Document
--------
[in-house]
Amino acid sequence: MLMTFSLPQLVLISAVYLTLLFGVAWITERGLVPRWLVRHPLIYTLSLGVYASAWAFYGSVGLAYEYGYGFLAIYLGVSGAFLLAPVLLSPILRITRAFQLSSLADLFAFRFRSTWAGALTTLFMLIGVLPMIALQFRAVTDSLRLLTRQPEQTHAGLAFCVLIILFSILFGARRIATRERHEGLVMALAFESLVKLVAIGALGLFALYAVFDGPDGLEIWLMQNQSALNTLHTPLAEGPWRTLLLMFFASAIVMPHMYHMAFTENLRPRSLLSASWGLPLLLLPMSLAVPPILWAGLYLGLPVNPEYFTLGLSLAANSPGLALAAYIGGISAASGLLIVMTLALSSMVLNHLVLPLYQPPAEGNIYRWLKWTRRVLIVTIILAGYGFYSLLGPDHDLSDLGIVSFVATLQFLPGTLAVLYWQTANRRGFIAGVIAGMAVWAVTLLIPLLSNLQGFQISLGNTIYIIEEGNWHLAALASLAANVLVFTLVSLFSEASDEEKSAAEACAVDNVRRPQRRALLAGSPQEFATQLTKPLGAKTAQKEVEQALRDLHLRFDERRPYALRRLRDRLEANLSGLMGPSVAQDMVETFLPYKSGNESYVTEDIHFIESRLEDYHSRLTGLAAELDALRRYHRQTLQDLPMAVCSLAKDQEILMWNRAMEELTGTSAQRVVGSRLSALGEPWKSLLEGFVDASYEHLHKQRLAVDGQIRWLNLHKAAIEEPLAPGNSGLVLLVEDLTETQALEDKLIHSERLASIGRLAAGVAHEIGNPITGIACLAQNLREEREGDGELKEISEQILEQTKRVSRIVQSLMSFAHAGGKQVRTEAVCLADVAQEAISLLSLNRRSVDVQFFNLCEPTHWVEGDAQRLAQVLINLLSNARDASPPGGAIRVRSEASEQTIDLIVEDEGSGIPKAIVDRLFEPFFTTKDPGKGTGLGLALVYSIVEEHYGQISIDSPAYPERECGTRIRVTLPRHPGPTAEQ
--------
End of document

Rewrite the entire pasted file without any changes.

[in-house]
Amino acid sequence: MLMTFSLPQLVLISAVYLTLLFGVAWITERGLVPRWLVRHPLIYTLSLGVYASAWAFYGSVGLAYEYGYGFLAIYLGVSGAFLLAPVLLSPILRITRAFQLSSLADLFAFRFRSTWAGALTTLFMLIGVLPMIALQFRAVTDSLRLLTRQPEQTHAGLAFCVLIILFSILFGARRIATRERHEGLVMALAFESLVKLVAIGALGLFALYAVFDGPDGLEIWLMQNQSALNTLHTPLAEGPWRTLLLMFFASAIVMPHMYHMAFTENLRPRSLLSASWGLPLLLLPMSLAVPPILWAGLYLGLPVNPEYFTLGLSLAANSPGLALAAYIGGISAASGLLIVMTLALSSMVLNHLVLPLYQPPAEGNIYRWLKWTRRVLIVTIILAGYGFYSLLGPDHDLSDLGIVSFVATLQFLPGTLAVLYWQTANRRGFIAGVIAGMAVWAVTLLIPLLSNLQGFQISLGNTIYIIEEGNWHLAALASLAANVLVFTLVSLFSEASDEEKSAAEACAVDNVRRPQRRALLAGSPQEFATQLTKPLGAKTAQKEVEQALRDLHLRFDERRPYALRRLRDRLEANLSGLMGPSVAQDMVETFLPYKSGNESYVTEDIHFIESRLEDYHSRLTGLAAELDALRRYHRQTLQDLPMAVCSLAKDQEILMWNRAMEELTGTSAQRVVGSRLSALGEPWKSLLEGFVDASYEHLHKQRLAVDGQIRWLNLHKAAIEEPLAPGNSGLVLLVEDLTETQALEDKLIHSERLASIGRLAAGVAHEIGNPITGIACLAQNLREEREGDGELKEISEQILEQTKRVSRIVQSLMSFAHAGGKQVRTEAVCLADVAQEAISLLSLNRRSVDVQFFNLCEPTHWVEGDAQRLAQVLINLLSNARDASPPGGAIRVRSEASEQTIDLIVEDEGSGIPKAIVDRLFEPFFTTKDPGKGTGLGLALVYSIVEEHYGQISIDSPAYPERECGTRIRVTLPRHPGPTAEQ